To the annoyance of some shareholders, Nimble Holdings (HKG:186) shares are down a considerable 33% in the last month. That drop has capped off a tough year for shareholders, with the share price down 33% in that time.
Assuming nothing else has changed, a lower share price makes a stock more attractive to potential buyers. In the long term, share prices tend to follow earnings per share, but in the short term prices bounce around in response to short term factors (which are not always obvious). The implication here is that long term investors have an opportunity when expectations of a company are too low. One way to gauge market expectations of a stock is to look at its Price to Earnings Ratio (PE Ratio). A high P/E implies that investors have high expectations of what a company can achieve compared to a company with a low P/E ratio.
How Does Nimble Holdings's P/E Ratio Compare To Its Peers?
Nimble Holdings's P/E of 33.80 indicates some degree of optimism towards the stock. You can see in the image below that the average P/E (16.6) for companies in the retail distributors industry is lower than Nimble Holdings's P/E.
That means that the market expects Nimble Holdings will outperform other companies in its industry. The market is optimistic about the future, but that doesn't guarantee future growth. So further research is always essential. I often monitor director buying and selling.
How Growth Rates Impact P/E Ratios
If earnings fall then in the future the 'E' will be lower. That means unless the share price falls, the P/E will increase in a few years. A higher P/E should indicate the stock is expensive relative to others -- and that may encourage shareholders to sell.
Nimble Holdings's earnings per share fell by 48% in the last twelve months. And it has shrunk its earnings per share by 78% per year over the last three years. This might lead to low expectations.
Don't Forget: The P/E Does Not Account For Debt or Bank Deposits
One drawback of using a P/E ratio is that it considers market capitalization, but not the balance sheet. Thus, the metric does not reflect cash or debt held by the company. Theoretically, a business can improve its earnings (and produce a lower P/E in the future) by investing in growth. That means taking on debt (or spending its cash).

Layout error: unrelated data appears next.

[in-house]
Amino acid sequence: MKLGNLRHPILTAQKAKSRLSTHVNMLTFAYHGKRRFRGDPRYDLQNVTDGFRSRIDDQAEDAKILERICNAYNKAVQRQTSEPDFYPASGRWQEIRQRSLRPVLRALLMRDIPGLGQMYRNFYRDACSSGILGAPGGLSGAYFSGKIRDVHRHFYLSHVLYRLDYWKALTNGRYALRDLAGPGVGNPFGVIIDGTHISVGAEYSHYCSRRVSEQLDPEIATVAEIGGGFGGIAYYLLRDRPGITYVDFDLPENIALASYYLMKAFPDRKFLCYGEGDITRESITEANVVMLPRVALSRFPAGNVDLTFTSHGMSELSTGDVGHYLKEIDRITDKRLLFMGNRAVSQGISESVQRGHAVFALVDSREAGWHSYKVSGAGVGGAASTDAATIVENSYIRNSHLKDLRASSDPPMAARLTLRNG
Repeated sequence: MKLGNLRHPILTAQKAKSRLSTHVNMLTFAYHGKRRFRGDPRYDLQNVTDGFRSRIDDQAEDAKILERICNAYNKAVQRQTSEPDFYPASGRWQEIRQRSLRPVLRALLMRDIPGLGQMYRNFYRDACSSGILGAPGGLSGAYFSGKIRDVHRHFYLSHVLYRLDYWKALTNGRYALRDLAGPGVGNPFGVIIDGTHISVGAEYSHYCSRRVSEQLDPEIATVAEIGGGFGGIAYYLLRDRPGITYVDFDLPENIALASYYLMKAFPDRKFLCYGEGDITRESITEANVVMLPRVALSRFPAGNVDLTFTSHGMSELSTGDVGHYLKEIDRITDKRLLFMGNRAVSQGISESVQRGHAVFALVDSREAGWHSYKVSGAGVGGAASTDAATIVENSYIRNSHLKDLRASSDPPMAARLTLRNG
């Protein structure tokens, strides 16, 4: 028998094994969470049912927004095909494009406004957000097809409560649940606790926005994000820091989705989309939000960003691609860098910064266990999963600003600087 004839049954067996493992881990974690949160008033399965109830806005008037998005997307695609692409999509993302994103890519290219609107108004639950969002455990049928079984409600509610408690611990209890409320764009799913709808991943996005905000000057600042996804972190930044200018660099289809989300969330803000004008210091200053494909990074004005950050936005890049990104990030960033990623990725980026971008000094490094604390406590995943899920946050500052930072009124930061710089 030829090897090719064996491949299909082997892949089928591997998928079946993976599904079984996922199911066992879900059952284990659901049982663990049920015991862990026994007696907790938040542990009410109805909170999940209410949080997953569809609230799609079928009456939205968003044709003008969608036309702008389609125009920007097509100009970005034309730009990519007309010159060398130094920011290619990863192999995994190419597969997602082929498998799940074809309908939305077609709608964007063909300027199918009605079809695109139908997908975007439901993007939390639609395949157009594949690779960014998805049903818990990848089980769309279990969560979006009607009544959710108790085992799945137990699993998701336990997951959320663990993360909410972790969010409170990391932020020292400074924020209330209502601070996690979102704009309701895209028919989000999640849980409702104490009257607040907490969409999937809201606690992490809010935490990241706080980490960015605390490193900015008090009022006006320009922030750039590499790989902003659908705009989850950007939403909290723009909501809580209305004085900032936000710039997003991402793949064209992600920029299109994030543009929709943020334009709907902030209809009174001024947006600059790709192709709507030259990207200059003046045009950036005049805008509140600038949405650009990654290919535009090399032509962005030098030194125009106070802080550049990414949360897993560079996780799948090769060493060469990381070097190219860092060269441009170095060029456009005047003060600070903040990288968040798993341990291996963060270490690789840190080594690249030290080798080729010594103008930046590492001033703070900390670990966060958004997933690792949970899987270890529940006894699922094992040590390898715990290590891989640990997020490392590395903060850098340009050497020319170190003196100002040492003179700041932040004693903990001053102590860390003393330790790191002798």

While growth expenditure doesn't always pay off, the point is that it is a good option to have; but one that the P/E ratio ignores.
How Does Nimble Holdings's Debt Impact Its P/E Ratio?
Nimble Holdings has net cash of HK$425m. This is fairly high at 13% of its market capitalization. That might mean balance sheet strength is important to the business, but should also help push the P/E a bit higher than it would otherwise be.
The Bottom Line On Nimble Holdings's P/E Ratio
Nimble Holdings has a P/E of 33.8. That's significantly higher than the average in its market, which is 10.3. Falling earnings per share is probably keeping traditional value investors away, but the net cash position means the company has time to improve: and the high P/E suggests the market thinks it will. Given Nimble Holdings's P/E ratio has declined from 50.1 to 33.8 in the last month, we know for sure that the market is significantly less confident about the business today, than it was back then. For those who don't like to trade against momentum, that could be a warning sign, but a contrarian investor might want to take a closer look.
Investors have an opportunity when market expectations about a stock are wrong. As value investor Benjamin Graham famously said, 'In the short run, the market is a voting machine but in the long run, it is a weighing machine. We don't have analyst forecasts, but shareholders might want to examine this detailed historical graph of earnings, revenue and cash flow.
Of course you might be able to find a better stock than Nimble Holdings. So you may wish to see this free collection of other companies that have grown earnings strongly.
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